Severance Tax

Here is an exchange from my Face Book page on October 5th concerning a severance tax on gas extraction. www.facebook.com/FriendsofErnestLemoncelli/

Joelle Barnes You said you are against an extraction tax on the Marcellus Shale gas companies. Then where do we get the money for our infrastructure (PA has some of the worst bridges in the country), public education, seniors, etc.? Should the middle class be made to pay all the taxes, when the Marcellus Shale companies are worth billions? Texas is a staunch Republican state, except for Austin; but they tax the oil companies. By the way, are you taking campaign contributions from the Marcellus Shale gas companies?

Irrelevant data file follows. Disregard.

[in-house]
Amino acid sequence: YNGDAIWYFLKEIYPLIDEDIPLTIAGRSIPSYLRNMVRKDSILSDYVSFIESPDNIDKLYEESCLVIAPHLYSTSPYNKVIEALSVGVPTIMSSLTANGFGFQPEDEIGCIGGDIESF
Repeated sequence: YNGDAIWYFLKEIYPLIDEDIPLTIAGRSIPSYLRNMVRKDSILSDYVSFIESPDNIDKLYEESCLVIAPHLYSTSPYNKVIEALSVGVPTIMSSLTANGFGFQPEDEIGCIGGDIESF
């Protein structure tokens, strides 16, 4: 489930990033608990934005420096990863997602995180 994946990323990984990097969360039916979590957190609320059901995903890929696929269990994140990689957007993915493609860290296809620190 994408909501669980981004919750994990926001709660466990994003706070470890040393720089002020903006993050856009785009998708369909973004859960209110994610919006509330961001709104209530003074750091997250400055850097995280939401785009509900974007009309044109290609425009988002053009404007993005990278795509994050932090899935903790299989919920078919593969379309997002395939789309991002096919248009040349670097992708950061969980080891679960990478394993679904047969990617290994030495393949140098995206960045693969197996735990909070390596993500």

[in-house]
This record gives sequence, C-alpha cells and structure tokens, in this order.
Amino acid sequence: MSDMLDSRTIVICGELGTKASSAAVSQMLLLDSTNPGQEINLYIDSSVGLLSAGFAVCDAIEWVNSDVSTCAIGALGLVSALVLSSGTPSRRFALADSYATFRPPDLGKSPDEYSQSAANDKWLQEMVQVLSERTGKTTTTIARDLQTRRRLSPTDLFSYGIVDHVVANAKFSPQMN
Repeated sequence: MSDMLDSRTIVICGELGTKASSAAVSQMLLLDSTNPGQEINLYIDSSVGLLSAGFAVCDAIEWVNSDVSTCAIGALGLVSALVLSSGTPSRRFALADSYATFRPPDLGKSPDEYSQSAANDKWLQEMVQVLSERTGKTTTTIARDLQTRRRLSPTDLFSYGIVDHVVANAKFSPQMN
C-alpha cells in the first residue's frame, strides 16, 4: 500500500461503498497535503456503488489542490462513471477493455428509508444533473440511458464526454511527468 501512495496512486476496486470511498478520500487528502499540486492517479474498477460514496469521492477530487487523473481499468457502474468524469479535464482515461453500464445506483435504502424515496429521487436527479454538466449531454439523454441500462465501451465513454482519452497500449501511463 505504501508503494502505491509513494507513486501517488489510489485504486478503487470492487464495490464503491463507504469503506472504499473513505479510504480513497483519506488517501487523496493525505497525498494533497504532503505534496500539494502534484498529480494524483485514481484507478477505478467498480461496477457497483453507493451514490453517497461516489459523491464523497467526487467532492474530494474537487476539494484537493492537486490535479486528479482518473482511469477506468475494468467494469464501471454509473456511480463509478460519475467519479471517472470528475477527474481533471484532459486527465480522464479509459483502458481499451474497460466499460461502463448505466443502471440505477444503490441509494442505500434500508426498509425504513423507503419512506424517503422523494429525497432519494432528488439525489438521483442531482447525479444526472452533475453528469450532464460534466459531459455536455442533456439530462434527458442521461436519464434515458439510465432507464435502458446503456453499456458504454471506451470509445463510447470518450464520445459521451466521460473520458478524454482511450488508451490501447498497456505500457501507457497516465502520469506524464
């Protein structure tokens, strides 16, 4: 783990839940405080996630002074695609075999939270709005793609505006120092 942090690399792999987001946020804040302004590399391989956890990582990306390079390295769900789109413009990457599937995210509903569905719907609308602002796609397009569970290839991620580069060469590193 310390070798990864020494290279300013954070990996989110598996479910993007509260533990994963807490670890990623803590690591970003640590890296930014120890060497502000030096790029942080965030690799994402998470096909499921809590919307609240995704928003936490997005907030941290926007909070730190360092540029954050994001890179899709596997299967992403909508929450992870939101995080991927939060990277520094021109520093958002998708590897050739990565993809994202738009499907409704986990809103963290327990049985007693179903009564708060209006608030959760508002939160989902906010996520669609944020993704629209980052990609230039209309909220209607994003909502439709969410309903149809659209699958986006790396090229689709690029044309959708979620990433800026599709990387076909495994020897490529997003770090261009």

Friends of Ernest Lemoncelli for PA State RepJoelle Barnes, I’m so glad you asked! I’ve read quite a bit recently about what is proposed in the way of severance tax and what I read doesn’t strike me as good for us. That’s not to say it can’t be improved to something I can support. First lets look at Texas. Texas has NO corporate income tax – PA has 9.9% corporate income tax. Texas applies the severance tax AFTER the well becomes profitable. That means all the costs have been covered first, then the severance tax of 7.5% kicks in. No tax until after the break even point. So if you want to compare Texas and PA, you have to look at the whole picture, not just if they have a severance tax or not. If you want to model our program after Texas, good luck getting the PA legislature to get rid of corporate income tax . Also in PA, we have Impact Fees which generate over $200 million a year and those fees are distributed mostly to the areas where the oil and gas industry operate. The Impact Fees are eliminated once the severance tax becomes law. The severance tax would be paid to the State and into the General Fund – so now we have no control over how it’s spent or what it is spent on…Harrisburg has that control…so good for Philly and Pittsburgh, maybe not so good for us. The proposed severance tax is only on FRACKED wells – so in effect, the tax is on a method of production. I believe this could set up a legal challenge if this law was passed, just like the casinos challenged the taxes they pay with the argument that the state has to tax all the casinos the same…and the casinos won. So it could end up that the severance tax is thrown out and we lost the impact fees too… A severance tax is a tax on natural resources that are removed. We’re talking about applying this tax ONLY to the gas and oil industry, but not other natural resources like coal, timber, sand, gravel etc. Why is that? Wouldn’t it make sense to tax all extraction of natural resources? So those are my thoughts. I’d like to know your ideas for the specifics of how a severance tax should be implemented and how the revenue could be distributed/spent. Lets try to find the right answer because we deserve better. Please, while you are doing your research, remember the old Texas saying – “Figures Lie and Liars Figure”. And I have no donations at all from the oil and gas industry…